AWS Route53 Geolocation Based Routing

AWS Route53 Geolocation based routing lets you choose the resources that serve your traffic based on the geographic location of your users, meaning the location that DNS queries originate from. For example, you might want all queries from Europe to be routed to an ELB load balancer in the Frankfurt region.

When you use geolocation routing, you can localize your content and present some or all of your website in the language of your users. You can also use geolocation routing to restrict distribution of content to only the locations in which you have distribution rights. Another possible use is for balancing load across endpoints in a predictable, easy-to-manage way, so that each user location is consistently routed to the same endpoint.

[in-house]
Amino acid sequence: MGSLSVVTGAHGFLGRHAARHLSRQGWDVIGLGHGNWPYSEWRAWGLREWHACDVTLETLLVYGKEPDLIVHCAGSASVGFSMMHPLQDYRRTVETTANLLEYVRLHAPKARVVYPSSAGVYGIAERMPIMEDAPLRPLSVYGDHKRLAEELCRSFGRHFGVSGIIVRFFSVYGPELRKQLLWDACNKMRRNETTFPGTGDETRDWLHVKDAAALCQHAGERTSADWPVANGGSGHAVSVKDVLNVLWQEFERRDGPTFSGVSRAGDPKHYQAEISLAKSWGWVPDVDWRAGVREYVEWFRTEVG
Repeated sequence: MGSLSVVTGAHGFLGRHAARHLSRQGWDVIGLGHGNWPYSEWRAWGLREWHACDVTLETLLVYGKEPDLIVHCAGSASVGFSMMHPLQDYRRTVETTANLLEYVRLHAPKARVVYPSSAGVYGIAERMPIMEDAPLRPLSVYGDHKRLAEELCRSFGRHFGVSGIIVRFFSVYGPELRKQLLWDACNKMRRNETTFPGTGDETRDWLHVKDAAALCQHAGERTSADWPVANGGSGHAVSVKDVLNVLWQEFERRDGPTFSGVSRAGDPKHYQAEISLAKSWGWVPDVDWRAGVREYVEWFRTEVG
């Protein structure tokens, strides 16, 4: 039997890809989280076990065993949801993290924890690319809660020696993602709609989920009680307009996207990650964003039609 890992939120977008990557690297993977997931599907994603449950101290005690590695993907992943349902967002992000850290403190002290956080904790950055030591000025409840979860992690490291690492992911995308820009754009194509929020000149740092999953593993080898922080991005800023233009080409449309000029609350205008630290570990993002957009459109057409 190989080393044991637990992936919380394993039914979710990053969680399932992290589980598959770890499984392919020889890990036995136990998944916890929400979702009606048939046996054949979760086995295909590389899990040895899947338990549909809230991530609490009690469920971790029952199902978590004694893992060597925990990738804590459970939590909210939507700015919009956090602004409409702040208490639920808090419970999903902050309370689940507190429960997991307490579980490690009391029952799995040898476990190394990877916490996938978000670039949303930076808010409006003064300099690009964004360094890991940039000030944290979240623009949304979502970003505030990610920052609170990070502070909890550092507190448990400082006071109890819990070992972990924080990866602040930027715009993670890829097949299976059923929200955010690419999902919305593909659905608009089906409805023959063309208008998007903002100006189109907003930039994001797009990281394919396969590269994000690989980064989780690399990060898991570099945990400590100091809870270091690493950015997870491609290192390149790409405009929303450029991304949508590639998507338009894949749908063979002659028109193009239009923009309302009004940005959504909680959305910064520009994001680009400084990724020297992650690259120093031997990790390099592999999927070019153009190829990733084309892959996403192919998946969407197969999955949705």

You can specify geographic locations by continent, by country, or by state in the United States. If you create separate records for overlapping geographic regions—for example, one record for North America and one for Canada—priority goes to the smallest geographic region. This allows you to route some queries for a continent to one resource and to route queries for selected countries on that continent to a different resource. (For a list of the countries on each continent, see Location.)

Geolocation works by mapping IP addresses to locations. However, some IP addresses aren’t mapped to geographic locations, so even if you create geolocation records that cover all seven continents, Amazon Route 53 will receive some DNS queries from locations that it can’t identify. You can create a default record that handles both queries from IP addresses that aren’t mapped to any location and queries that come from locations that you haven’t created geolocation records for. If you don’t create a default record, Route 53 returns a “no answer” response for queries from those locations.

AWS Route53 Geolocation Based Routing Video